A fourth model explores cultural and social identities as complex sets of relations. It involves the production of differences (or structures of otherness such as race and gender) within a population, the effort to naturalize such identities as biological, the distribution of people into those categories, and the assignment of particular meanings to each identity. These differences provide the basis, along with the inequalities of power and resources, that are defined within a particular society. But they are not natural, inevitable, or fixed; instead, identities are the site of constant work and struggle over the practices by which people come to be represented and to represent themselves. This work studies the dialectical production of identity and difference, often in a kind of Hegelian dialectic of recognition. This is a logic in which the formation (identity) of one term (the self) can only be constructed through, or on top of, the assimilation and exclusion of the other. There are various tropes for this process circulating throughout the cultural studies literature (and beyond), including difference, border-crossing, hybridity, third space, and most recently, diaspora (although the last often attempts to escape the Hegelian negativity of difference). Obviously, such work in cultural studies overlaps here with many other bodies of related work, but its influence—through the work of people like Stuart Hall, Paul Gilroy, Angela McRobbie, Gayatri Spivak, and Judith Butler—has been profound.
A fifth model is concerned with the relationship between culture and the state. Influenced in part by Gramsci, such work was best illustrated by the important work of Stuart Hall and John Clarke on hegemony as an alternative to notions of civil politics as ideological consensus. Hegemony, as a struggle for the gain and consolidation of state power, involves the attempt by a particular coalition of social factions to win popular consent to its leadership. Hegemony is not a battle to the death between two camps, but a constant attempt to negotiate with various factions to put together temporary agreements for the leadership of the ruling bloc at different sites. It therefore works on (and through) the popular languages and logics of the society, and reconfigures the national common sense in order to reconstitute “a balance in the field of forces.”
A sixth model of “governmentality” emphasizes the variety of ways in which culture is used by state and other institutions to produce particular kinds of subjects and to regulate their conduct. This work focuses on the material effects of bureaucratic cultural apparatuses; it looks at how institutional discourses produce a particular structure of the subject itself as an historical effect of power. For example, Tony Bennett looks at cultural institutions such as museums in terms of the way they discipline people, organizing their behavior and teaching them, as it were, to behave properly in public as citizens. Similarly, Bennett has also argued that the pedagogy of cultural criticism functioned to render students always inadequate and incomplete, not only in terms of the classroom but as human beings in need of constant self-improvement. In his view, it is only the teacher who can recognize the politically problematic claims of any text, while the students are always guaranteed to fail. Another example involves the work of Nikolas Rose and his colleagues, who attempt to analyze the contemporary forms of neoliberal state power by looking at the micropractices of institutions and everyday life.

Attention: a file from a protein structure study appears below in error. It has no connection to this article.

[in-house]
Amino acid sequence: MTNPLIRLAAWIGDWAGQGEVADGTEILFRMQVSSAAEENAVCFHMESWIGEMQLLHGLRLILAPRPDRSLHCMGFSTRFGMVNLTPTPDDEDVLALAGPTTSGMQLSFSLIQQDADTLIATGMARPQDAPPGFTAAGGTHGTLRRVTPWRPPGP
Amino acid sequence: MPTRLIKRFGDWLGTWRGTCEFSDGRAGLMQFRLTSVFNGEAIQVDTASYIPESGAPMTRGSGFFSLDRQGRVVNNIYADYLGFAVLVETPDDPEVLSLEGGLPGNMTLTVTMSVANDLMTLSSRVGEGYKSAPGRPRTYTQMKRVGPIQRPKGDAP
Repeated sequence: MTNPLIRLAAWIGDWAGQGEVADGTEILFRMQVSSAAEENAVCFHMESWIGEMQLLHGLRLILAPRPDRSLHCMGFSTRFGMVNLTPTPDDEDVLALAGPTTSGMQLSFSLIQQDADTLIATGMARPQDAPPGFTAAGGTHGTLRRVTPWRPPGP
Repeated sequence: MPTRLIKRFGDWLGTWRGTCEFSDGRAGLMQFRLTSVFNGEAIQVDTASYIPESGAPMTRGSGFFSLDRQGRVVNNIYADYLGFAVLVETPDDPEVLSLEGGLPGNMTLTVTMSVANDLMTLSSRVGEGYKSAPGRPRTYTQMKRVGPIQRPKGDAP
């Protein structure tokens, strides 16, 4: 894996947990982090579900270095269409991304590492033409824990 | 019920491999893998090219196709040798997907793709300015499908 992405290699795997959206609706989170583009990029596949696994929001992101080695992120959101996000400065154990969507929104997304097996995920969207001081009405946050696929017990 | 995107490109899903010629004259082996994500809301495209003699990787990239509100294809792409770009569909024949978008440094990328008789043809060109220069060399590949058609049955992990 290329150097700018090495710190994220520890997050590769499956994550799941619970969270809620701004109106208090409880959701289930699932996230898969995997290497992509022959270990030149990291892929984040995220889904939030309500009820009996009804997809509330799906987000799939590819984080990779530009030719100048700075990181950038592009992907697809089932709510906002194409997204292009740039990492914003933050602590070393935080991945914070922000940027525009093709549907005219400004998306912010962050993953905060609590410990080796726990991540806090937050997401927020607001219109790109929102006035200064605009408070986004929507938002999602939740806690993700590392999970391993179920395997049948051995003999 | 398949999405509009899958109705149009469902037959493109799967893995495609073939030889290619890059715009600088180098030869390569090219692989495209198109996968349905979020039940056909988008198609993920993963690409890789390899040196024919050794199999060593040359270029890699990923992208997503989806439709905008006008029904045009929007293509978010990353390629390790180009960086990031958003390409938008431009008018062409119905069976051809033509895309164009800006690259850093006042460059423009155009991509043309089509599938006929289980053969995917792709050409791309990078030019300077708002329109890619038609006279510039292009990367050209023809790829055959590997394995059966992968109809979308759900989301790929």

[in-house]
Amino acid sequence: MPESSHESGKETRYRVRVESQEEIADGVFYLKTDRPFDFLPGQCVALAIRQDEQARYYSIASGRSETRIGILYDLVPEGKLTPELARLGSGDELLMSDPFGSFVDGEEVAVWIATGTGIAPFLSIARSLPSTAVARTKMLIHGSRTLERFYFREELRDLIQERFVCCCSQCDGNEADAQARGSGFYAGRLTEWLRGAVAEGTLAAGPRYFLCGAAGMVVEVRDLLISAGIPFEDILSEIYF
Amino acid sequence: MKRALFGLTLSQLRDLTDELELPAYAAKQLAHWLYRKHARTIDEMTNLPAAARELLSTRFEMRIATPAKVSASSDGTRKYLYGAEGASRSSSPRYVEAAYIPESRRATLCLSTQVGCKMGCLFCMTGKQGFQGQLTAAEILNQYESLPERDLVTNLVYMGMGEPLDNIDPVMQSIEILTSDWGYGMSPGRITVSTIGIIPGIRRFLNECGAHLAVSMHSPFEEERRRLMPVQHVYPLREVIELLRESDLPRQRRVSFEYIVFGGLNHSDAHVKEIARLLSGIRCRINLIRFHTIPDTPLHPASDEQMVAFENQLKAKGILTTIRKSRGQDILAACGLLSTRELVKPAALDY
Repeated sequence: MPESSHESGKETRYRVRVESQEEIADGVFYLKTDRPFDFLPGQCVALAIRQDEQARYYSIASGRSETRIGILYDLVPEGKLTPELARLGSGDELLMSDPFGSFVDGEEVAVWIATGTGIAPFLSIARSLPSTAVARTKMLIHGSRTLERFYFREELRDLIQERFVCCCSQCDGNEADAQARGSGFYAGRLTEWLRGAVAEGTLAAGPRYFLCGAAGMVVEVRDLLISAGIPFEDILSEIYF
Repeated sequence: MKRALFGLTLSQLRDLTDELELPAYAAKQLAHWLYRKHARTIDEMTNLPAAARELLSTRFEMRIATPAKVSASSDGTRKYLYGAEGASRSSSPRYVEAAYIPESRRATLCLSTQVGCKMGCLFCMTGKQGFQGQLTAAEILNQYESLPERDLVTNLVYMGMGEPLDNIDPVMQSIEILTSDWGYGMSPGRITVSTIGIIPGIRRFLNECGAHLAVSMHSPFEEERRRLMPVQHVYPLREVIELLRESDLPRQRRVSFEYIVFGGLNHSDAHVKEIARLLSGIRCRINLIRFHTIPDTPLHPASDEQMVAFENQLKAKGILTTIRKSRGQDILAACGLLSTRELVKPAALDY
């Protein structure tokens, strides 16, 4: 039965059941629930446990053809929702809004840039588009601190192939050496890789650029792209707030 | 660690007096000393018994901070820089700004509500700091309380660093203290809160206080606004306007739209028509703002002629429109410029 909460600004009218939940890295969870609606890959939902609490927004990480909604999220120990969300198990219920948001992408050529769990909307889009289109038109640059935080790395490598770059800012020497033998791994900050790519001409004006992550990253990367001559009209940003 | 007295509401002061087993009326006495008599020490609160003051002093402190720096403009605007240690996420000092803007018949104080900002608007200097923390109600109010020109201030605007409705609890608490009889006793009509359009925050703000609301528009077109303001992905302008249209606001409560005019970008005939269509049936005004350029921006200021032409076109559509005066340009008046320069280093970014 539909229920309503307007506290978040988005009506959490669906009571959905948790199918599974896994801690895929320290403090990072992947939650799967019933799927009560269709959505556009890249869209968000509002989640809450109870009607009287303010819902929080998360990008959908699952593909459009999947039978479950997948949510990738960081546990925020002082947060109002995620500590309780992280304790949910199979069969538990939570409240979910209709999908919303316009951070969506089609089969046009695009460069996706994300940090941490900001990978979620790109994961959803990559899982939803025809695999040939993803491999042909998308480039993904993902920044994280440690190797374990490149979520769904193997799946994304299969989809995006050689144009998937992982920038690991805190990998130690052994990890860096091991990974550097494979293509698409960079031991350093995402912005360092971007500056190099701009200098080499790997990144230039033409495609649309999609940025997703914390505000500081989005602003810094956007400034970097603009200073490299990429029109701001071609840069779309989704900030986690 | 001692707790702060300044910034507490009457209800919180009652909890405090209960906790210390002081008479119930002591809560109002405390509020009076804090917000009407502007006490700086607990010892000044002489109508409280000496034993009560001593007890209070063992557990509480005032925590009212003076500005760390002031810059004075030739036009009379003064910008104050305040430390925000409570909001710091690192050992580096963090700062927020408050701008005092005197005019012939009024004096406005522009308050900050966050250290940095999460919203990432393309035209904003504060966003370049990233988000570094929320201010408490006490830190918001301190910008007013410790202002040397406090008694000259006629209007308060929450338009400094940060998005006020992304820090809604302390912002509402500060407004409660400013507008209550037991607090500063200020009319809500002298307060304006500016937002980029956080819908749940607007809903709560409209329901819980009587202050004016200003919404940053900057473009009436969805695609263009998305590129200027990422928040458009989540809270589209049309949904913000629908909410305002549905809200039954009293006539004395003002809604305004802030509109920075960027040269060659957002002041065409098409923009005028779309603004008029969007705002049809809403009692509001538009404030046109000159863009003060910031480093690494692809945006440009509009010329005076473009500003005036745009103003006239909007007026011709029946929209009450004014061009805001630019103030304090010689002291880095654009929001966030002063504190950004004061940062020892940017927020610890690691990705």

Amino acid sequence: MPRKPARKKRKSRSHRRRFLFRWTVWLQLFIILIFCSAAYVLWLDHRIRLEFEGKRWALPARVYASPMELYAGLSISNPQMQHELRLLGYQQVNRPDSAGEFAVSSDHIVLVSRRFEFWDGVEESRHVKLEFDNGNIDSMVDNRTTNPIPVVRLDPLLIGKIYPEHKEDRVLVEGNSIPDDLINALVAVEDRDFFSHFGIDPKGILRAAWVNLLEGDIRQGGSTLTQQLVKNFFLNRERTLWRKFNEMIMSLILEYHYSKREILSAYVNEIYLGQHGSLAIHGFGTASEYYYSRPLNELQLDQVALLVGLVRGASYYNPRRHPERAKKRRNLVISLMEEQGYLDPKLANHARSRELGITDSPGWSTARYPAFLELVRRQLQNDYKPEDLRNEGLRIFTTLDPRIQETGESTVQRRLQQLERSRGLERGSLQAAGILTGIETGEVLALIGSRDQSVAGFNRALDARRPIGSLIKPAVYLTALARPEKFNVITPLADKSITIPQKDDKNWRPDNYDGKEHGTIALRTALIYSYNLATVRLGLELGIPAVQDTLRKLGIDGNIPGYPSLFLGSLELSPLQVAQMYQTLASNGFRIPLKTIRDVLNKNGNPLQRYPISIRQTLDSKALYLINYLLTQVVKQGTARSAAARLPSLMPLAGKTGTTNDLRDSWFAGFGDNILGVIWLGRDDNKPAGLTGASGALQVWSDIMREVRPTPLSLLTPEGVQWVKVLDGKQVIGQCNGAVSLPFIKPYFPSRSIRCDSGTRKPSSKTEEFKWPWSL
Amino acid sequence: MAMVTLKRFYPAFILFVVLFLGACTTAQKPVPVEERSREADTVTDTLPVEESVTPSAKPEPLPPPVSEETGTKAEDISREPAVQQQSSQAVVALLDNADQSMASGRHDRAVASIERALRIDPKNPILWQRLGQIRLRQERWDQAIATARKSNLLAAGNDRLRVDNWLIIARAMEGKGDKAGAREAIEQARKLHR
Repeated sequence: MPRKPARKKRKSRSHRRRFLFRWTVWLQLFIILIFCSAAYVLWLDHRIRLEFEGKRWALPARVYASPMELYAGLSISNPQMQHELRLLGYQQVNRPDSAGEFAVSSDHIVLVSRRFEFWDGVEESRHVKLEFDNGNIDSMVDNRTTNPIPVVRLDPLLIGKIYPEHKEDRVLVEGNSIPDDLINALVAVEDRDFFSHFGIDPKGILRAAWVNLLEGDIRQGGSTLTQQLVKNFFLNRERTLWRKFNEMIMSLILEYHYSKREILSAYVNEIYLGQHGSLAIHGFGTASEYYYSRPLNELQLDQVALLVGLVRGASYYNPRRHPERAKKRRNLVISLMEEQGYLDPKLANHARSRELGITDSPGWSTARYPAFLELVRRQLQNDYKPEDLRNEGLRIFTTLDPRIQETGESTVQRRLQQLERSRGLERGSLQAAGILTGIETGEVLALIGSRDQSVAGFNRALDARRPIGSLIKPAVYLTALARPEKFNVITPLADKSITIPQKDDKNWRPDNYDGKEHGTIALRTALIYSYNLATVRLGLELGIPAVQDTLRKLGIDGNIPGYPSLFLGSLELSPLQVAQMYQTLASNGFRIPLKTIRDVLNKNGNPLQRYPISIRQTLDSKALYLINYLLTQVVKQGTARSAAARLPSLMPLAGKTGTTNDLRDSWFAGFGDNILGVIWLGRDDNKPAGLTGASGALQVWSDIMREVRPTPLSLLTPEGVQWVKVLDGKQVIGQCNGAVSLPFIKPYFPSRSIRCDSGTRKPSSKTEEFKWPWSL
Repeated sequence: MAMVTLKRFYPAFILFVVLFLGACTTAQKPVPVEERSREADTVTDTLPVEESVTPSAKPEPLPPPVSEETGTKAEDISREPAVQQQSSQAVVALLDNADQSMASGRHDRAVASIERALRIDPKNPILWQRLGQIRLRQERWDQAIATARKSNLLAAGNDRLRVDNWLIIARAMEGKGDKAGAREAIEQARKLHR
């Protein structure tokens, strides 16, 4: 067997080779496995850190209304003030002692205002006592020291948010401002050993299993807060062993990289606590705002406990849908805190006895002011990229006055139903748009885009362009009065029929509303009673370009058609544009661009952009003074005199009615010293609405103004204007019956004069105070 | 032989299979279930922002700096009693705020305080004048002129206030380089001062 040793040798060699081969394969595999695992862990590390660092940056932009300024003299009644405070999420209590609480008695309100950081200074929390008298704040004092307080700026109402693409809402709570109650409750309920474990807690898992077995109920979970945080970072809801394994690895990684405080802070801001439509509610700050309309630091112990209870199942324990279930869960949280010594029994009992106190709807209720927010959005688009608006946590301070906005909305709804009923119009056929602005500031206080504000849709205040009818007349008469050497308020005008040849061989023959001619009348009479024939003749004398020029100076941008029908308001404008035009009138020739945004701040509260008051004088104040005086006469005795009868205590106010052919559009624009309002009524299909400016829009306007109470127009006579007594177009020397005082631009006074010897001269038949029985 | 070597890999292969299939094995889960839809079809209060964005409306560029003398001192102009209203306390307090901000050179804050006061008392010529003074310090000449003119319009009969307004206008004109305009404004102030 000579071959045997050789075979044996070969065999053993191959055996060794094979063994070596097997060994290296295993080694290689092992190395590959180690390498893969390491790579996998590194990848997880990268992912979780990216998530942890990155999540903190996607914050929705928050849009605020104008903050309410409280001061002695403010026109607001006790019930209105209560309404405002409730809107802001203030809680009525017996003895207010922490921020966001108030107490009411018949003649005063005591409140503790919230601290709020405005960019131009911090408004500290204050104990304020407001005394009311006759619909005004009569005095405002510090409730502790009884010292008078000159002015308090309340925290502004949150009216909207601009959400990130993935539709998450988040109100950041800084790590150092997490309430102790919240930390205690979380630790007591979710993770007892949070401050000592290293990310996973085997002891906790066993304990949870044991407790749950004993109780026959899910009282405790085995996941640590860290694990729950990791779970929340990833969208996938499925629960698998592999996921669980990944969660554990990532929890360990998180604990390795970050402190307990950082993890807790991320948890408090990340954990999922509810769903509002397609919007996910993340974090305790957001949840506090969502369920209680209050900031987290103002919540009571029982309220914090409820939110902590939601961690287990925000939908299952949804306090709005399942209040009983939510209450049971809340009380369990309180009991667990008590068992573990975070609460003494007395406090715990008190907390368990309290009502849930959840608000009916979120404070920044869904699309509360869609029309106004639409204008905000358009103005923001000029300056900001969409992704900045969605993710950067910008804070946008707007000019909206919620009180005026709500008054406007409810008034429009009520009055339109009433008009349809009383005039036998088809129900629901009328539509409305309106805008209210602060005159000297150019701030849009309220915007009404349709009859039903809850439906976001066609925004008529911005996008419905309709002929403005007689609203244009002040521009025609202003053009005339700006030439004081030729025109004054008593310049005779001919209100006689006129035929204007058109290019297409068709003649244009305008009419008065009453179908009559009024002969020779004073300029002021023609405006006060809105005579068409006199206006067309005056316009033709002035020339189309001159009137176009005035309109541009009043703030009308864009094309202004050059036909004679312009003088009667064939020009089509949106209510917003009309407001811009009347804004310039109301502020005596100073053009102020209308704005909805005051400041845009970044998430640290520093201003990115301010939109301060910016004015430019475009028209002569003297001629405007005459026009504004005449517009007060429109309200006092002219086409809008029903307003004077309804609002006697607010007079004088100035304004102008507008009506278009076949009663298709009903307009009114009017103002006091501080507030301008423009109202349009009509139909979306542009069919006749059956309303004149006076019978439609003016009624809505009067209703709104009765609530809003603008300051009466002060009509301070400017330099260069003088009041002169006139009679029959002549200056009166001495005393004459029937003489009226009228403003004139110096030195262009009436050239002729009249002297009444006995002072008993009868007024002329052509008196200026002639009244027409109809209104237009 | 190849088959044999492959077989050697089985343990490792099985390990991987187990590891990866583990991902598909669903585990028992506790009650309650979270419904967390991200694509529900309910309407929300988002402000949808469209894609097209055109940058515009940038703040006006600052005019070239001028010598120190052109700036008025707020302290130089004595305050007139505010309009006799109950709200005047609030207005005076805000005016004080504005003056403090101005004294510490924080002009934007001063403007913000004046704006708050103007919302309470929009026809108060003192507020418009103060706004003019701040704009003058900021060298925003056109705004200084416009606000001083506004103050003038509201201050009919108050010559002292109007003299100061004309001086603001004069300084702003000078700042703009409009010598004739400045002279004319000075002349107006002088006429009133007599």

Finally, the seventh model looks at culture as formations or organizations of both cultural and noncultural practices, often related to, or even identified with, particular institutions. Such cultural apparatuses function in complicated ways to produce and organize social reality itself. That is to say, they are “technologies of power” that are connected on the one hand to the lived realities of everyday life (itself understood to be an organization of power) and, on the other hand to the larger structures of political and economic power. Cultural or discursive practices are integral pieces of the institutional formations of power that organize the very lived reality and structures of power in space and time. Examples of such work can be seen in the anthropological critiques of development offered by Akhil Gupta and Arturo Escobar, and in Meaghan Morris’s studies of the place of history as a cultural formation in Australian social life.
This entry discusses only the last of these referents even though it is especially difficult to define this intellectual formation. Even the simple claim of British origin is, in the end, probably unacceptable. Still, it provides a reasonable starting point for this discussion. The English origins of cultural studies can be linked to at least four elements of the post–World War II context. First, one of the major issues organizing political debate was framed as the challenge of Americanization, which was perceived in largely cultural terms, both in the growing presence of U.S. popular culture and in the apparent disappearance of many aspects of traditional, working-class culture.